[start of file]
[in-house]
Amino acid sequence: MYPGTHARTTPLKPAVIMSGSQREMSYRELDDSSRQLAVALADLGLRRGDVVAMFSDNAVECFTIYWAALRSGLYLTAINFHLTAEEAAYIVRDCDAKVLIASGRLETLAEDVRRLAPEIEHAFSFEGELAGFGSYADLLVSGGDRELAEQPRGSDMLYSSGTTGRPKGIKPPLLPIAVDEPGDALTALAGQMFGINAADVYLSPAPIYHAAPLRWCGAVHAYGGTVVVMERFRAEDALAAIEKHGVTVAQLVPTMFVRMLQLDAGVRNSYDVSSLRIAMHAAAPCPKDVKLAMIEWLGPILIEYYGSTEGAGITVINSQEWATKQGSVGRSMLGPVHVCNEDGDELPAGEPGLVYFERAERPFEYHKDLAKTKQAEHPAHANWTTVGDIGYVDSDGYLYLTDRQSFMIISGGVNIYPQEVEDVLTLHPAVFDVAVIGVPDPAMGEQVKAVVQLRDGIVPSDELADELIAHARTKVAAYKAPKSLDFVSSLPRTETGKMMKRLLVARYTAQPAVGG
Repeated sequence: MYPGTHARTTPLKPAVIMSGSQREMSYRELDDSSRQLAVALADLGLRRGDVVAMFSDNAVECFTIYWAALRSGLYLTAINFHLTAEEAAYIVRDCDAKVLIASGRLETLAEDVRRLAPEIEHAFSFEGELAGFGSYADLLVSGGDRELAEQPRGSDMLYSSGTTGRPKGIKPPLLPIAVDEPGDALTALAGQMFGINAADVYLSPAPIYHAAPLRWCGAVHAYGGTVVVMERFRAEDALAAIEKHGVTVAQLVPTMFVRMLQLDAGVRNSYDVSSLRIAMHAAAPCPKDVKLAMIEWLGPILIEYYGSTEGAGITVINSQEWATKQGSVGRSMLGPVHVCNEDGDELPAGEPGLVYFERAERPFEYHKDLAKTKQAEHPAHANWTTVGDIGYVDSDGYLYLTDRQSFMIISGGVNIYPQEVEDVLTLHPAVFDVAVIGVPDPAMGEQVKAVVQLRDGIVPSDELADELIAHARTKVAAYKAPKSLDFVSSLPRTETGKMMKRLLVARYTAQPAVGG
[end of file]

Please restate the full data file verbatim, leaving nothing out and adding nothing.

[in-house]
Amino acid sequence: MYPGTHARTTPLKPAVIMSGSQREMSYRELDDSSRQLAVALADLGLRRGDVVAMFSDNAVECFTIYWAALRSGLYLTAINFHLTAEEAAYIVRDCDAKVLIASGRLETLAEDVRRLAPEIEHAFSFEGELAGFGSYADLLVSGGDRELAEQPRGSDMLYSSGTTGRPKGIKPPLLPIAVDEPGDALTALAGQMFGINAADVYLSPAPIYHAAPLRWCGAVHAYGGTVVVMERFRAEDALAAIEKHGVTVAQLVPTMFVRMLQLDAGVRNSYDVSSLRIAMHAAAPCPKDVKLAMIEWLGPILIEYYGSTEGAGITVINSQEWATKQGSVGRSMLGPVHVCNEDGDELPAGEPGLVYFERAERPFEYHKDLAKTKQAEHPAHANWTTVGDIGYVDSDGYLYLTDRQSFMIISGGVNIYPQEVEDVLTLHPAVFDVAVIGVPDPAMGEQVKAVVQLRDGIVPSDELADELIAHARTKVAAYKAPKSLDFVSSLPRTETGKMMKRLLVARYTAQPAVGG
Repeated sequence: MYPGTHARTTPLKPAVIMSGSQREMSYRELDDSSRQLAVALADLGLRRGDVVAMFSDNAVECFTIYWAALRSGLYLTAINFHLTAEEAAYIVRDCDAKVLIASGRLETLAEDVRRLAPEIEHAFSFEGELAGFGSYADLLVSGGDRELAEQPRGSDMLYSSGTTGRPKGIKPPLLPIAVDEPGDALTALAGQMFGINAADVYLSPAPIYHAAPLRWCGAVHAYGGTVVVMERFRAEDALAAIEKHGVTVAQLVPTMFVRMLQLDAGVRNSYDVSSLRIAMHAAAPCPKDVKLAMIEWLGPILIEYYGSTEGAGITVINSQEWATKQGSVGRSMLGPVHVCNEDGDELPAGEPGLVYFERAERPFEYHKDLAKTKQAEHPAHANWTTVGDIGYVDSDGYLYLTDRQSFMIISGGVNIYPQEVEDVLTLHPAVFDVAVIGVPDPAMGEQVKAVVQLRDGIVPSDELADELIAHARTKVAAYKAPKSLDFVSSLPRTETGKMMKRLLVARYTAQPAVGG